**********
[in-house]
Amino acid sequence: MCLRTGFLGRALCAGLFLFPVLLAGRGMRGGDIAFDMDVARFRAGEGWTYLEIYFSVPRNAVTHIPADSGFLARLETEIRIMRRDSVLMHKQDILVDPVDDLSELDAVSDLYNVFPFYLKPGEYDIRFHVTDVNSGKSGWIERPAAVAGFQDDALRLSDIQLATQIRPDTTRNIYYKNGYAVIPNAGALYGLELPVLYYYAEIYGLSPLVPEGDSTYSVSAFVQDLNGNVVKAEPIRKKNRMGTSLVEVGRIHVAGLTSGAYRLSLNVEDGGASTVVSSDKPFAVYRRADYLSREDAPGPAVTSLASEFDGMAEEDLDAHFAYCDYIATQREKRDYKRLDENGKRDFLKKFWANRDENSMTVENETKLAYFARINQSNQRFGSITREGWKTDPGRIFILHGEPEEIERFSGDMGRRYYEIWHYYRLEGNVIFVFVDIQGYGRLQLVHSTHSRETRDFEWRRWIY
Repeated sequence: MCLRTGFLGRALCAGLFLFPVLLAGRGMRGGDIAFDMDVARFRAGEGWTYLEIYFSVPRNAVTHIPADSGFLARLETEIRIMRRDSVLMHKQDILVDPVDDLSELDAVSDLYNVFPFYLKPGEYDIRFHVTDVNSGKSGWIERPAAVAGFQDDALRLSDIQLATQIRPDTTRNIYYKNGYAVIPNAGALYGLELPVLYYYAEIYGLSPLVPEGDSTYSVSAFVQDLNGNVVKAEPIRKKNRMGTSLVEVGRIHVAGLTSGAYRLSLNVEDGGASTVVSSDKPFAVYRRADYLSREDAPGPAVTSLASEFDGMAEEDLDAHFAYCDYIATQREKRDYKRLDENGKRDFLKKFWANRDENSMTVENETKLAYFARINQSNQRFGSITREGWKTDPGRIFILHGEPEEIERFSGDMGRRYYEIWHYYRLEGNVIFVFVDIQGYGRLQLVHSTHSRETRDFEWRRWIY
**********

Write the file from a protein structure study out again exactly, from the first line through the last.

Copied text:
[in-house]
Amino acid sequence: MCLRTGFLGRALCAGLFLFPVLLAGRGMRGGDIAFDMDVARFRAGEGWTYLEIYFSVPRNAVTHIPADSGFLARLETEIRIMRRDSVLMHKQDILVDPVDDLSELDAVSDLYNVFPFYLKPGEYDIRFHVTDVNSGKSGWIERPAAVAGFQDDALRLSDIQLATQIRPDTTRNIYYKNGYAVIPNAGALYGLELPVLYYYAEIYGLSPLVPEGDSTYSVSAFVQDLNGNVVKAEPIRKKNRMGTSLVEVGRIHVAGLTSGAYRLSLNVEDGGASTVVSSDKPFAVYRRADYLSREDAPGPAVTSLASEFDGMAEEDLDAHFAYCDYIATQREKRDYKRLDENGKRDFLKKFWANRDENSMTVENETKLAYFARINQSNQRFGSITREGWKTDPGRIFILHGEPEEIERFSGDMGRRYYEIWHYYRLEGNVIFVFVDIQGYGRLQLVHSTHSRETRDFEWRRWIY
Repeated sequence: MCLRTGFLGRALCAGLFLFPVLLAGRGMRGGDIAFDMDVARFRAGEGWTYLEIYFSVPRNAVTHIPADSGFLARLETEIRIMRRDSVLMHKQDILVDPVDDLSELDAVSDLYNVFPFYLKPGEYDIRFHVTDVNSGKSGWIERPAAVAGFQDDALRLSDIQLATQIRPDTTRNIYYKNGYAVIPNAGALYGLELPVLYYYAEIYGLSPLVPEGDSTYSVSAFVQDLNGNVVKAEPIRKKNRMGTSLVEVGRIHVAGLTSGAYRLSLNVEDGGASTVVSSDKPFAVYRRADYLSREDAPGPAVTSLASEFDGMAEEDLDAHFAYCDYIATQREKRDYKRLDENGKRDFLKKFWANRDENSMTVENETKLAYFARINQSNQRFGSITREGWKTDPGRIFILHGEPEEIERFSGDMGRRYYEIWHYYRLEGNVIFVFVDIQGYGRLQLVHSTHSRETRDFEWRRWIY